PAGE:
SYLHET: A ruthless Indian team would look to reassert its supremacy and aim to win an unprecedented seventh Asia Cup title when it clashes with Sri Lanka in the final here on Saturday.
The tournament brought to fore India’s depth as the younger crop of players has shouldered the burden of taking the team to the final without any tangible contribution from skipper Harmanpreet Kaur and her deputy Smriti Mandhana.
Such has been the impact of the Indian team, that skipper Harmanpreet played only four games (81 runs) and in total faced a only 72 balls in those matches.
Even Mandhana, who led in three games, skipped one game and didn’t need to contribute much.
The biggest takeaway from a tournament like this is that Indian team’s junior members could react to pressure situations in a perfect manner when they were thrown at the deep end of the pool.
The most heartening aspect was how three ‘seasoned’ youngsters — 18 year-old Shafali Verma (161 runs and 3 wickets), 22-year-old Jemimah Rodrigues (215 runs) and 25-year-old Deepti Sharma (94 runs and 13 wickets) put their hands up and carried the team through to the summit clash.
The only blip in an otherwise flawless campaign was a defeat against arch-rivals Pakistan due to some bizarre planning by coach Ramesh Powar and Harmanpreet.
India won’t get a chance to settle scores with Pakistan at least in this edition as Sri Lanka knocked them out in the semifinals.
At least on paper, the summit clash is a complete mismatch as only one Sri Lankan batter (Oshadi Ranasinghe) has managed to scale the 100-plus strike-rate.
Only two batters — Harshitha Madavi (201 runs) and Nilakshi de Silva (124 runs) — have accumulated 100 plus runs across matches.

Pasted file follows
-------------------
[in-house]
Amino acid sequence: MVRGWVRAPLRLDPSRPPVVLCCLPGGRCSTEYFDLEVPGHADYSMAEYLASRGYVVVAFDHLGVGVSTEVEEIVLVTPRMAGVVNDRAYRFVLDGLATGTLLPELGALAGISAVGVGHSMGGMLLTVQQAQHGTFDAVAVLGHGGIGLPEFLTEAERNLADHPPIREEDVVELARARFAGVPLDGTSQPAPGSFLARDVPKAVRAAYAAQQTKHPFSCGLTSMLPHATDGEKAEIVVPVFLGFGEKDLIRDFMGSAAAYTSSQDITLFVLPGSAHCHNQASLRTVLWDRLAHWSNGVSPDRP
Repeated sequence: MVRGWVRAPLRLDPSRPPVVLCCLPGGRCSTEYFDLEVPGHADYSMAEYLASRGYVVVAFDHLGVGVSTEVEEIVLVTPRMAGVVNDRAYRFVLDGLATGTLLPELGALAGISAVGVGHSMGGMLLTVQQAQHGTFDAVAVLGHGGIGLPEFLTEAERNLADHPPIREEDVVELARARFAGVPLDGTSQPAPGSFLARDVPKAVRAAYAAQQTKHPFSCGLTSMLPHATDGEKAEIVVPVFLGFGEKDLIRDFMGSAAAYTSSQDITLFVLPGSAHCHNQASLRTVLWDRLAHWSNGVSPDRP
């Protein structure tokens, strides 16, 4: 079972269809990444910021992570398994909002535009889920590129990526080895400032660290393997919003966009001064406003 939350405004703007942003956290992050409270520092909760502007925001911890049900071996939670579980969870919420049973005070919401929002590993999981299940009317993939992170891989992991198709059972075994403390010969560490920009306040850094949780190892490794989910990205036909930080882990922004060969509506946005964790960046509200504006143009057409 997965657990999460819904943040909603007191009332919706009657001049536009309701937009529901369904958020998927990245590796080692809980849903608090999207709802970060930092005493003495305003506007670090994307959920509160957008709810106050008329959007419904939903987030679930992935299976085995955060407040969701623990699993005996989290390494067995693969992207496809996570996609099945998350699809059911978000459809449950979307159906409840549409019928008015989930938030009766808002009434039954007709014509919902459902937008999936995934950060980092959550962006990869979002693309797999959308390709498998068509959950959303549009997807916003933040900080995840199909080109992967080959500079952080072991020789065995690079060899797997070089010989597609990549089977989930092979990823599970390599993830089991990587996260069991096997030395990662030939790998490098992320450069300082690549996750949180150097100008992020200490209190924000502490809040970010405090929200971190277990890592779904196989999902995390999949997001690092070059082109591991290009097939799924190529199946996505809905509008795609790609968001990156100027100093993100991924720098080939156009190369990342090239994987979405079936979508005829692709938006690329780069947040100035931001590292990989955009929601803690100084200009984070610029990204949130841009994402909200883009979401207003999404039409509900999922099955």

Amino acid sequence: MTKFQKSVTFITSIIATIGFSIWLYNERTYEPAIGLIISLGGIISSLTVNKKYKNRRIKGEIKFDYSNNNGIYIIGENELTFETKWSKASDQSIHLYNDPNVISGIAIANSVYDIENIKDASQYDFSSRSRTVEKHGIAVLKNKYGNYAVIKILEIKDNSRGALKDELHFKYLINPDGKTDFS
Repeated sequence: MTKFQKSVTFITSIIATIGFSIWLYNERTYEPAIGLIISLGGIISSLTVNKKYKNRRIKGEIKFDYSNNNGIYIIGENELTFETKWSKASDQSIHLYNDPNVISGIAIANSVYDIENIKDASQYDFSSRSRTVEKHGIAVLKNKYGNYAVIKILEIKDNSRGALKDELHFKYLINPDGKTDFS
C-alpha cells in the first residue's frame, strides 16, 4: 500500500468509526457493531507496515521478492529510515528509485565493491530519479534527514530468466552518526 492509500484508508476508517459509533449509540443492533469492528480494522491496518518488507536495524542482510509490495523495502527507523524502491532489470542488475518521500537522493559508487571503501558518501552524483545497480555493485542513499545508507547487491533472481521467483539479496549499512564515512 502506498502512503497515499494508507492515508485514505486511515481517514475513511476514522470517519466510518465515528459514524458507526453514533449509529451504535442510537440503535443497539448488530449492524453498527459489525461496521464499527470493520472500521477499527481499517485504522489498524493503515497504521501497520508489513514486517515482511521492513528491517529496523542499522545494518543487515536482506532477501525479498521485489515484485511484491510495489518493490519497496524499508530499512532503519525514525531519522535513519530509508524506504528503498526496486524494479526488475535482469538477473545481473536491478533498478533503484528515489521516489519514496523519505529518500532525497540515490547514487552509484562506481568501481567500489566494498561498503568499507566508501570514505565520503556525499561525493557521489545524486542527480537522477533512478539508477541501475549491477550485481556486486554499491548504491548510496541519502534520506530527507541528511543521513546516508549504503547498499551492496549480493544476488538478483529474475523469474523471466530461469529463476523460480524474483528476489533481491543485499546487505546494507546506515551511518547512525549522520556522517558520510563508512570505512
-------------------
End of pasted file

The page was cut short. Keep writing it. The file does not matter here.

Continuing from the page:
Even their most well-known woman cricketer Chamari Athapaththu has scored 96 runs at a below par strike-rate of 85 plus. In bowling, only left-arm spinner Inoka Ranaweera (12 wickets) has looked the part.
To put it bluntly, the quality of competition in Asia Cup isn’t great and India as a team in terms of talent quotient as well as experience is a few lightyears ahead of the other neighbouring nations.
Hence, Sri Lanka might find it extremely difficult to upset the Indian applecart although in the last edition in Malaysia, four years back, Bangladesh did shock the favourites in the final.
The Sri Lankan women enthralled the cricket lovers across the globe with a celebratory dance video (after beating Pakistan), which has since then gone viral.
But if on Saturday, they could get past Harmanpreet’s team, it will be an icing on the cake with its men’s team having already won the Asia Cup, a month back.
For India, Jemimah’s new found consistency and Deepti’s dependability with both bat and the ball has been the hallmark. Shafali, who had a poor run prior to the tournament, also found her bearings with the bat and is also bowling some mean leg-breaks.
What would make India runaway favourites is the depth in their slow bowling department where Deepti, Rajeshwari Gayakwad and Sneh Rana have all been very economical.
Such have been the conditions that seamers Renuka Singh and Meghna Singh were not required much. Meghna, in fact didn’t play the semi-final against Thailand.
The track at the Sylhet stadium has been on the slower side where stroke-making is extremely difficult.
In the round robin encounter between the two teams, India batted first and scored 150 and bowled out Sri Lanka for 109.
Squads
India: Harmanpreet Kaur (captain), Smriti Mandhana (vc), Shafali Verma, S Meghana, Jemimah Rodrigues, Deepti Sharma, Richa Ghosh (wk), Dayalan Hemalatha, Sneh Rana, Radha Yadav, Rajeshwari Gayakwad, Renuka Thakur, Meghna Singh, Kiran Navgire and Pooja Vastrakar
Sri Lanka: Chamari Athapaththu (captain), Nilakshi de Silva, Kavisha Dilhari, Achini Kulasuriya, Sugandha Kumari, Harshitha Samarawickrama, Madhushika Methtananda, Hasini Perera, Odhadi Ranasinghe, Inoka Ranaweera, Anushka Sanjeewani, Kaushani Nuthyangana, Malsha Shehani and Rashmi Silva

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By Dipak

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